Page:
Experimenting with PhotoStory in Your Community

1. Attract a group of interested community members to meet for a day. Be inclusive. Invite as diverse a group as possible.

2. Come together and talk about what is going on in your community. Discuss the importance of understanding the story of who you are and why you are here. Use your time to tell a few stories about the community, explore that issues are important to you. Explain that this process will lead to unpredictably powerful outcomes only if it isn’t constrained by outcomes based in current thinking.

3. Distribute disposable cameras one per person or ask people to use their own cameras to take photos of your community – the people, places, events – that tell the stories of who you are.

4. Come back together within

5 weeks to share the photos and stories you think best describe your community. Set aside a whole day for this process.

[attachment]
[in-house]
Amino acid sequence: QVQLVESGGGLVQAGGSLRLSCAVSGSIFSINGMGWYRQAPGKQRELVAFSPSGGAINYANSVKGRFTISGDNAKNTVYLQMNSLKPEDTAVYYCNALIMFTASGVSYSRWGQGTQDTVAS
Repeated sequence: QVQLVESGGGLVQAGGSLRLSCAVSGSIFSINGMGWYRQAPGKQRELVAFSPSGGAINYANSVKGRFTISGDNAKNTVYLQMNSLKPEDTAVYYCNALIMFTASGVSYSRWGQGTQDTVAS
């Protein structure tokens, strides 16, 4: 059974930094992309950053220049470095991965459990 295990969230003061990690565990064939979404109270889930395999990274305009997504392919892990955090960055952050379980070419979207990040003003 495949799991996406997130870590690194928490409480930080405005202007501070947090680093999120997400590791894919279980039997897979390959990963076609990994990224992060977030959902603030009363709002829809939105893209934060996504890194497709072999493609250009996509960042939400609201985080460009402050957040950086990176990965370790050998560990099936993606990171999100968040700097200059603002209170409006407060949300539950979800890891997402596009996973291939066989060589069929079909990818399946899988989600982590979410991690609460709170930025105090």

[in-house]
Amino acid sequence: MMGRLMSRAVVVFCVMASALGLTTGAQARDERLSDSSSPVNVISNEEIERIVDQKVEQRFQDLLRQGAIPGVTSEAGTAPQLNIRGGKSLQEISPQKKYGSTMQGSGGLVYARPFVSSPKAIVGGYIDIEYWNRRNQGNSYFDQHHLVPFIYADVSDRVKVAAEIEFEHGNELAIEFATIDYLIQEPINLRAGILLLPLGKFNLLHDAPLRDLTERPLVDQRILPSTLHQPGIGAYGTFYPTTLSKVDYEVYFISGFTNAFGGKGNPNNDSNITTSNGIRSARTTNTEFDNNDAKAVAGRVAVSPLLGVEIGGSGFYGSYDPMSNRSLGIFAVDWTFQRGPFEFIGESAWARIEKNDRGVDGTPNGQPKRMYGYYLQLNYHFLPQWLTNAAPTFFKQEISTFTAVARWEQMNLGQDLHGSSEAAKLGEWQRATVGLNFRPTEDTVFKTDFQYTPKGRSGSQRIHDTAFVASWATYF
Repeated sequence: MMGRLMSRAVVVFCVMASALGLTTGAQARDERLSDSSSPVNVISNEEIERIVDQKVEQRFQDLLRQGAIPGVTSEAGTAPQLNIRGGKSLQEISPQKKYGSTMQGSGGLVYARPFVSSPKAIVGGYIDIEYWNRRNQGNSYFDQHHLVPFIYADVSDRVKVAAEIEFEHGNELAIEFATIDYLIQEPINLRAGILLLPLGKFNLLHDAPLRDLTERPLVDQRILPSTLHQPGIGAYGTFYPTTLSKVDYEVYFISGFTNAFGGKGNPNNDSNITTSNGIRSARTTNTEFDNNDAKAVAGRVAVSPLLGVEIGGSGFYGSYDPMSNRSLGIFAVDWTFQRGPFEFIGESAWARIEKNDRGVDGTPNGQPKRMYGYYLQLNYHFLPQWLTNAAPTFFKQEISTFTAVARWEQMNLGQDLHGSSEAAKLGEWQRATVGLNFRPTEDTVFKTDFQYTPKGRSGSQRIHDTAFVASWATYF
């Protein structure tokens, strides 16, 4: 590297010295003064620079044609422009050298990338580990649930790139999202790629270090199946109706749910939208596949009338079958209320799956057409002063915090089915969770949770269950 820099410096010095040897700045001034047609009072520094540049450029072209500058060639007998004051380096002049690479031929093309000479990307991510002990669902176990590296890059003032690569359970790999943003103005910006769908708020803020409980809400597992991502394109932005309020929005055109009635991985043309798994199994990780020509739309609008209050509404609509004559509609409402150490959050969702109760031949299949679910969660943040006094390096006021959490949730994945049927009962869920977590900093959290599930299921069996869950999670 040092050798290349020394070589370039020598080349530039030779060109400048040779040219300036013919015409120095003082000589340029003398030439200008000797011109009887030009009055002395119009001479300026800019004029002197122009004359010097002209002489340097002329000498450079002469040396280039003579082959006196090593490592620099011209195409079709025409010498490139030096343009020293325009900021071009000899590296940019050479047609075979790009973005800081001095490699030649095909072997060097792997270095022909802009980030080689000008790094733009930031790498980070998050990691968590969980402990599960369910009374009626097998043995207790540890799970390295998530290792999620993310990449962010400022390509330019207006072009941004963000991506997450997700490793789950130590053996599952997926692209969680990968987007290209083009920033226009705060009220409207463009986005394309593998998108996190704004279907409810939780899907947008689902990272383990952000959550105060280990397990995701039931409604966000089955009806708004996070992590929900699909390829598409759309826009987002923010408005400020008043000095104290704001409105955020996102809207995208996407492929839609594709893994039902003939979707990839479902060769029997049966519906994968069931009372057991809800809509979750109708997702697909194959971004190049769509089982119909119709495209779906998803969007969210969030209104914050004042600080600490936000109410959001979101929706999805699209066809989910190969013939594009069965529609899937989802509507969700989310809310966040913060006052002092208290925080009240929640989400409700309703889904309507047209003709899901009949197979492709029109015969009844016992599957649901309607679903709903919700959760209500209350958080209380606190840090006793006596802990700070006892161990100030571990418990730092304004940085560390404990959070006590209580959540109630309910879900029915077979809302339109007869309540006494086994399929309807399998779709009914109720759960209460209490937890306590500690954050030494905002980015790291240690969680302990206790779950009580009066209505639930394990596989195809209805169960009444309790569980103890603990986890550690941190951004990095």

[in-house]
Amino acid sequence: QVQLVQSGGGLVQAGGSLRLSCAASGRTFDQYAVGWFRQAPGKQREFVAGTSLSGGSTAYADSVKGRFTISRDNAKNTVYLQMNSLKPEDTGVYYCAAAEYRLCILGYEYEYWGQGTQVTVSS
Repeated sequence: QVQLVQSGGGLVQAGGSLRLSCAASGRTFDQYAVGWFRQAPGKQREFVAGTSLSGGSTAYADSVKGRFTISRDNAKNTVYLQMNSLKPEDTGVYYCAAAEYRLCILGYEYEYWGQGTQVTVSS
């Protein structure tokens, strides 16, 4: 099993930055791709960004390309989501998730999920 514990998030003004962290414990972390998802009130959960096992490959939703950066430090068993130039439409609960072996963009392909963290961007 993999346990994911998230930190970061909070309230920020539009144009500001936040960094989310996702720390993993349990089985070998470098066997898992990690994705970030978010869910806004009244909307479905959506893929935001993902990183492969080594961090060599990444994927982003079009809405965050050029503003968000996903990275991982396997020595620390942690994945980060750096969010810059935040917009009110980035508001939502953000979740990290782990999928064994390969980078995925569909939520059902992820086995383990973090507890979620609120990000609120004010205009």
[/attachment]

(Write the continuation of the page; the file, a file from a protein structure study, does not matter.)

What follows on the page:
6. Use a democratic selection process to narrow the PhotoStories down to a manageable number. Thirty worked well for us.

7. Ask each of the selected photographers to tell the story that goes with their photo. Use time limits so that everyone gets an equal chance. Three minutes is a good limit.

8. Ask the group to spend one hour examining how you usually discuss things and choosing 3-5 Dialogue Agreements so that the conversation you have as a group will be different, more creative, more tolerant and more inclusive than usual.

10. Set aside two hours for a dialogue process. Make sure that no one person and no one faction dominates the dialogue. Let the PhotoStories prompt the telling of other stories. Wander around the many stories of your community without attempting to summarize their meaning or choosing one representative story. When tension occurs welcome it as an opportunity to better understand the conflicts within your story. End the dialogue at it’s point of natural closure.

11. Allow one hour at the end of the day to harvest new thoughts and ideas that evolved from your dialogue. Ask yourselves: If this is our story, then what actions/behaviors go with that story? Who else needs to know our story? Are there other stories we need to discover?

12. Use your photos and stories to spread your story and create opportunities for new dialogues in your community and with other communities.


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